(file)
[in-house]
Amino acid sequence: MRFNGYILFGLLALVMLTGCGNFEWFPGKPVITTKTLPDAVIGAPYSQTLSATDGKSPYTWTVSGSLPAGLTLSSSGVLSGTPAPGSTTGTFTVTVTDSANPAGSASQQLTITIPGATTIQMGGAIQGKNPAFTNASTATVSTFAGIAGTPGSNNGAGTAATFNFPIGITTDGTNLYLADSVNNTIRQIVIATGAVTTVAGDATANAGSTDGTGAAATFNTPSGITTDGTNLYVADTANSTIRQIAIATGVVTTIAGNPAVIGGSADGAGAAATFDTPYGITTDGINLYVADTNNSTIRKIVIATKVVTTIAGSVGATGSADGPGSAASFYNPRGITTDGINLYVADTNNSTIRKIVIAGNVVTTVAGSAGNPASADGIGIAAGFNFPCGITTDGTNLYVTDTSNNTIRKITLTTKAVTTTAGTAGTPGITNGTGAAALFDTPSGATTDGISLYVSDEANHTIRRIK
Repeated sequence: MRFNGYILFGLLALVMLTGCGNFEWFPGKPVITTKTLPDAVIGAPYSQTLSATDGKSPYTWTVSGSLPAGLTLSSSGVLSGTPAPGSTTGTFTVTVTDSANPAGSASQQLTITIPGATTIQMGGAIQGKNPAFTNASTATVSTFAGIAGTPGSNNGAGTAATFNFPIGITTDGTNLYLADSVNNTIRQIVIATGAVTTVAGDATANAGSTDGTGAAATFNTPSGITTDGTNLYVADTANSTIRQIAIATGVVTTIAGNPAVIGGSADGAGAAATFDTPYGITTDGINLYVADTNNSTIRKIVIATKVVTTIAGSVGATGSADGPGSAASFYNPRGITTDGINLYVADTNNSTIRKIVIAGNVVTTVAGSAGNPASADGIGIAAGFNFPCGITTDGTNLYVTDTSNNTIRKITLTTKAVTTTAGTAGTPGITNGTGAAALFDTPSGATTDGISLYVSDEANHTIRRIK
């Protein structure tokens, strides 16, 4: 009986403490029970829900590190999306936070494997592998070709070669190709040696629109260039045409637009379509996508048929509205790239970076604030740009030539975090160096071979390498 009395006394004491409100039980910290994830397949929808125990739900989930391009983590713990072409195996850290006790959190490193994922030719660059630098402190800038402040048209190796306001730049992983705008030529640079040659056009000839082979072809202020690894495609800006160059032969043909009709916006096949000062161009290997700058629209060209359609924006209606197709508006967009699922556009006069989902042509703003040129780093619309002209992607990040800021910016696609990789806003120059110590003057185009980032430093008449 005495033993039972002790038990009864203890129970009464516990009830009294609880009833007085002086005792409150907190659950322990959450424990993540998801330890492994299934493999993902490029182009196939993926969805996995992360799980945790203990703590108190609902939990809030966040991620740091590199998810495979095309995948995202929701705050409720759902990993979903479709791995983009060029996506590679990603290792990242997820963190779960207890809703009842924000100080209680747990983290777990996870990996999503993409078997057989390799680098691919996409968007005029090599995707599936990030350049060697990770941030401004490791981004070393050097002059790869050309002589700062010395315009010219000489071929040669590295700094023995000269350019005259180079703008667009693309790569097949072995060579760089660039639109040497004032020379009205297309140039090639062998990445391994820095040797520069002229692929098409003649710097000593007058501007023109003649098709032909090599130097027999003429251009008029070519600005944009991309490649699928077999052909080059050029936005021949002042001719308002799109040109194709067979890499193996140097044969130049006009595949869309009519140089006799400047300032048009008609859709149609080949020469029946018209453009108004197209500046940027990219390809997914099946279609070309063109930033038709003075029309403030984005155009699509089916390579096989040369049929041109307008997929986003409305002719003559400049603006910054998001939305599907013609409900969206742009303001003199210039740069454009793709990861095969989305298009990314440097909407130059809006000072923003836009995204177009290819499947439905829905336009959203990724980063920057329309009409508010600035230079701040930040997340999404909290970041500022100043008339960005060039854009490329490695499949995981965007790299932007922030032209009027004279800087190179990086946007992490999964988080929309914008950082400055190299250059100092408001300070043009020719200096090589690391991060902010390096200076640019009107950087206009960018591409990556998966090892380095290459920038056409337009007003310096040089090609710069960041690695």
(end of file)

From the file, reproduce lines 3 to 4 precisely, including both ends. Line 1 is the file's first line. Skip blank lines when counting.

Repeated sequence: MRFNGYILFGLLALVMLTGCGNFEWFPGKPVITTKTLPDAVIGAPYSQTLSATDGKSPYTWTVSGSLPAGLTLSSSGVLSGTPAPGSTTGTFTVTVTDSANPAGSASQQLTITIPGATTIQMGGAIQGKNPAFTNASTATVSTFAGIAGTPGSNNGAGTAATFNFPIGITTDGTNLYLADSVNNTIRQIVIATGAVTTVAGDATANAGSTDGTGAAATFNTPSGITTDGTNLYVADTANSTIRQIAIATGVVTTIAGNPAVIGGSADGAGAAATFDTPYGITTDGINLYVADTNNSTIRKIVIATKVVTTIAGSVGATGSADGPGSAASFYNPRGITTDGINLYVADTNNSTIRKIVIAGNVVTTVAGSAGNPASADGIGIAAGFNFPCGITTDGTNLYVTDTSNNTIRKITLTTKAVTTTAGTAGTPGITNGTGAAALFDTPSGATTDGISLYVSDEANHTIRRIK
């Protein structure tokens, strides 16, 4: 009986403490029970829900590190999306936070494997592998070709070669190709040696629109260039045409637009379509996508048929509205790239970076604030740009030539975090160096071979390498 009395006394004491409100039980910290994830397949929808125990739900989930391009983590713990072409195996850290006790959190490193994922030719660059630098402190800038402040048209190796306001730049992983705008030529640079040659056009000839082979072809202020690894495609800006160059032969043909009709916006096949000062161009290997700058629209060209359609924006209606197709508006967009699922556009006069989902042509703003040129780093619309002209992607990040800021910016696609990789806003120059110590003057185009980032430093008449 005495033993039972002790038990009864203890129970009464516990009830009294609880009833007085002086005792409150907190659950322990959450424990993540998801330890492994299934493999993902490029182009196939993926969805996995992360799980945790203990703590108190609902939990809030966040991620740091590199998810495979095309995948995202929701705050409720759902990993979903479709791995983009060029996506590679990603290792990242997820963190779960207890809703009842924000100080209680747990983290777990996870990996999503993409078997057989390799680098691919996409968007005029090599995707599936990030350049060697990770941030401004490791981004070393050097002059790869050309002589700062010395315009010219000489071929040669590295700094023995000269350019005259180079703008667009693309790569097949072995060579760089660039639109040497004032020379009205297309140039090639062998990445391994820095040797520069002229692929098409003649710097000593007058501007023109003649098709032909090599130097027999003429251009008029070519600005944009991309490649699928077999052909080059050029936005021949002042001719308002799109040109194709067979890499193996140097044969130049006009595949869309009519140089006799400047300032048009008609859709149609080949020469029946018209453009108004197209500046940027990219390809997914099946279609070309063109930033038709003075029309403030984005155009699509089916390579096989040369049929041109307008997929986003409305002719003559400049603006910054998001939305599907013609409900969206742009303001003199210039740069454009793709990861095969989305298009990314440097909407130059809006000072923003836009995204177009290819499947439905829905336009959203990724980063920057329309009409508010600035230079701040930040997340999404909290970041500022100043008339960005060039854009490329490695499949995981965007790299932007922030032209009027004279800087190179990086946007992490999964988080929309914008950082400055190299250059100092408001300070043009020719200096090589690391991060902010390096200076640019009107950087206009960018591409990556998966090892380095290459920038056409337009007003310096040089090609710069960041690695």